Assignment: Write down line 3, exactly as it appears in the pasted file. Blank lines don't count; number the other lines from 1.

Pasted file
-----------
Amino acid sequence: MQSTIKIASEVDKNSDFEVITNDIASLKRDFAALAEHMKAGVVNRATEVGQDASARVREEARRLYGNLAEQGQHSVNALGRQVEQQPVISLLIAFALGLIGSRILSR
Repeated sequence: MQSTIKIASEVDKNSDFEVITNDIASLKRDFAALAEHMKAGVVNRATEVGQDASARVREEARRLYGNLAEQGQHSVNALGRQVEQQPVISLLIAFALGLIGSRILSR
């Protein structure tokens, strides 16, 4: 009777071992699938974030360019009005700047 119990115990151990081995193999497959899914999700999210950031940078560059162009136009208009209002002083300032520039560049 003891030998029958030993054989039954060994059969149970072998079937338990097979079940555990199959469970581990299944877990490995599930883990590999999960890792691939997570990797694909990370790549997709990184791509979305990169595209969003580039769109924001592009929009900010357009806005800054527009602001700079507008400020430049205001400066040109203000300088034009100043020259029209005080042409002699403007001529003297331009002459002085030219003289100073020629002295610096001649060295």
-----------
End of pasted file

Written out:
């Protein structure tokens, strides 16, 4: 009777071992699938974030360019009005700047 119990115990151990081995193999497959899914999700999210950031940078560059162009136009208009209002002083300032520039560049 003891030998029958030993054989039954060994059969149970072998079937338990097979079940555990199959469970581990299944877990490995599930883990590999999960890792691939997570990797694909990370790549997709990184791509979305990169595209969003580039769109924001592009929009900010357009806005800054527009602001700079507008400020430049205001400066040109203000300088034009100043020259029209005080042409002699403007001529003297331009002459002085030219003289100073020629002295610096001649060295």